Back in November, Bloomberg News was forced to sue the Federal Reserve to gain greater disclosure on how emergency loans were being made to financial institutions and on what collateral was being used. I have followed this story closely and will continue to update you on its progress.
Below is the latest news from Bloomberg.
The Federal Reserve refused a request by Bloomberg News to disclose the recipients of more than $2 trillion of emergency loans from U.S. taxpayers and the assets the central bank is accepting as collateral.
Bloomberg filed suit Nov. 7 under the U.S. Freedom of Information Act requesting details about the terms of 11 Fed lending programs, most created during the deepest financial crisis since the Great Depression.
The Fed responded Dec. 8, saying it’s allowed to withhold internal memos as well as information about trade secrets and commercial information. The institution confirmed that a records search found 231 pages of documents pertaining to some of the requests.
“If they told us what they held, we would know the potential losses that the government may take and that’s what they don’t want us to know,” said Carlos Mendez, a senior managing director at New York-based ICP Capital LLC, which oversees $22 billion in assets.
This is a case where accountability is definitely warranted. We are talking trillions of dollars that are being loaned with zero oversight. We need more answers in a well-functioning democracy. The core of the argument for more transparency and the fig leaf used by the Fed to prevent it are below.
“Notwithstanding calls for enhanced transparency, the Board must protect against the substantial, multiple harms that might result from disclosure,” Jennifer J. Johnson, the secretary for the Fed’s Board of Governors, said in a letter e-mailed to Bloomberg News.
“In its considered judgment and in view of current circumstances, it would be a dangerous step to release this otherwise confidential information,” she wrote.
New York-based Citigroup Inc., which is shrinking its global workforce of 352,000 through asset sales and job cuts, is among the nine biggest banks receiving $125 billion in capital from the TARP since it was signed into law Oct. 3. More than 170 regional lenders are seeking an additional $74 billion.
Fed Chairman Ben S. Bernanke and Treasury Secretary Henry Paulson said in September they would meet congressional demands for transparency in a $700 billion bailout of the banking system.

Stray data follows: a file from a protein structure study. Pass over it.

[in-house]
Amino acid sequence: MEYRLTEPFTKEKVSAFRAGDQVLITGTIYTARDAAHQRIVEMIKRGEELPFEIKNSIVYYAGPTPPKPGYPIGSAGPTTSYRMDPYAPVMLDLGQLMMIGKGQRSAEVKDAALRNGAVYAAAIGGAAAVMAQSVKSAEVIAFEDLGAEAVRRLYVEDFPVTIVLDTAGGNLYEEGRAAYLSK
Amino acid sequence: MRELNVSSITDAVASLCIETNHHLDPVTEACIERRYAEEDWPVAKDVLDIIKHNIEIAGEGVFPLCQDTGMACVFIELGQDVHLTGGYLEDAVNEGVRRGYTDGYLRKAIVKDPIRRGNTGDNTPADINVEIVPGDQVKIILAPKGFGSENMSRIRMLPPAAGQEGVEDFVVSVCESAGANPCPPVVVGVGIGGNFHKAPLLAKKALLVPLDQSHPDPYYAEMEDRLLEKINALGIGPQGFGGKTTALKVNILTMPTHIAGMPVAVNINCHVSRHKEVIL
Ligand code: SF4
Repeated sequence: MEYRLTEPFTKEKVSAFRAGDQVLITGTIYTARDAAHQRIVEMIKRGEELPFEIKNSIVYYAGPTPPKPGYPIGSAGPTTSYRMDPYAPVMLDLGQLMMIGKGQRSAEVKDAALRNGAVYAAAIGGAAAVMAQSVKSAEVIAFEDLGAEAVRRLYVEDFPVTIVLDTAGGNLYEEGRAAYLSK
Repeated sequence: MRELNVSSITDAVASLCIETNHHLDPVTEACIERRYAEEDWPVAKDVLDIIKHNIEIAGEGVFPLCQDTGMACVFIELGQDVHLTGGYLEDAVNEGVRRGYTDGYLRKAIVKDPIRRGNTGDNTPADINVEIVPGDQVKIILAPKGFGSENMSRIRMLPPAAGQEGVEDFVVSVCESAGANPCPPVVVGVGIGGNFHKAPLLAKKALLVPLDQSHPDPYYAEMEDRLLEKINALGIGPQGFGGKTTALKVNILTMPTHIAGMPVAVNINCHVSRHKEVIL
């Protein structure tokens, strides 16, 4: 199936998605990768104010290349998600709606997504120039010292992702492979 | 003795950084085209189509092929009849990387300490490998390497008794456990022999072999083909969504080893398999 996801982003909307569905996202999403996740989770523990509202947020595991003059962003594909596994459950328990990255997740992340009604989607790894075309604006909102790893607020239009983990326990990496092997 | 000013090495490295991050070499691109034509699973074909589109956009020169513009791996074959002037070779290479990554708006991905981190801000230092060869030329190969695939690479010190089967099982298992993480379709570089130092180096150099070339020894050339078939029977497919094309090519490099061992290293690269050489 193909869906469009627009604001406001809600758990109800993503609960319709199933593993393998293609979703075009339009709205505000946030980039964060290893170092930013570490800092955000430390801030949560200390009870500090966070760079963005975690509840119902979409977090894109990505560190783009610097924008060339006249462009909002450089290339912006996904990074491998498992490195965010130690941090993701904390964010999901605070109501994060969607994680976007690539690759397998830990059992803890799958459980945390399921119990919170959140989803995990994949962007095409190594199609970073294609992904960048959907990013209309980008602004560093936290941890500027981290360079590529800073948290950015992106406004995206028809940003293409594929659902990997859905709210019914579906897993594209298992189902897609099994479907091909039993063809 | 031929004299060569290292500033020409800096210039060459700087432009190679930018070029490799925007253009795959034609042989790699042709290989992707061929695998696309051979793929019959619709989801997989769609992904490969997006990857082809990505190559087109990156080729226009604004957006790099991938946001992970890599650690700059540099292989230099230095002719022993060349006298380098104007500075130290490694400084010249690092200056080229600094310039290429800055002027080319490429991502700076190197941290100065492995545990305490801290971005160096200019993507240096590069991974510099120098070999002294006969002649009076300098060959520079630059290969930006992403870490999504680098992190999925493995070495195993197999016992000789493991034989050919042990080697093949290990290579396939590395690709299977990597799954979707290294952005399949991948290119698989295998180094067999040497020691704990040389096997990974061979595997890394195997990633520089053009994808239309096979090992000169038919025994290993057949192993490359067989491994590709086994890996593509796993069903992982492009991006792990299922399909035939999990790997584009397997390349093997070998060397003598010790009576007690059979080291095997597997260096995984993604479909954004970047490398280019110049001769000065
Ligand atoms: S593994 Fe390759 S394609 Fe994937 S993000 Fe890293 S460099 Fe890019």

The Freedom of Information Act obliges federal agencies to make government documents available to the press and public. The Bloomberg lawsuit, filed in New York, doesn’t seek money damages.
‘Right to Know’
“There has to be something they can tell the public because we have a right to know what they are doing,” said Lucy Dalglish, executive director of the Arlington, Virginia-based Reporters Committee for Freedom of the Press.
“It would really be a shame if we have to find this out 10 years from now after some really nasty class-action suit and our financial system has completely collapsed,” she said.
The Fed’s five-page response to Bloomberg may be “unprecedented” because the board usually doesn’t go into such detail about its position, said Lee Levine, a partner at Levine Sullivan Koch & Schulz LLP in Washington.
“This is uncharted territory,” said Levine during an interview from his New York office. “The Freedom of Information Act wasn’t built to anticipate this situation and that’s evident from the way the Fed tried to shoehorn their argument into the trade-secrets exemption.”
The Fed lent cash and government bonds to banks that handed over collateral including stocks and subprime and structured securities such as collateralized debt obligations, according to the Fed Web site.
Borrowers include the now-bankrupt Lehman Brothers Holdings Inc., Citigroup and New York-based JPMorgan Chase & Co., the country’s biggest bank by assets.
Banks oppose any release of information because that might signal weakness and spur short-selling or a run by depositors, Scott Talbott, senior vice president of government affairs for the Financial Services Roundtable, a Washington trade group, said in an interview last month.
“Americans don’t want to get blindsided anymore,” Mendez said in an interview. “They don’t want it sugarcoated or whitewashed. They want the complete truth. The truth is we can’t take all the pain right now.”
The Bloomberg lawsuit said the collateral lists “are central to understanding and assessing the government’s response to the most cataclysmic financial crisis in America since the Great Depression.”
As more on developments become available, I will post. Ultimately, I believe this story will become a much larger political issue. It represents a basic struggle to end the opaque nature of finance as practiced over the last years leading up to this enormous crisis.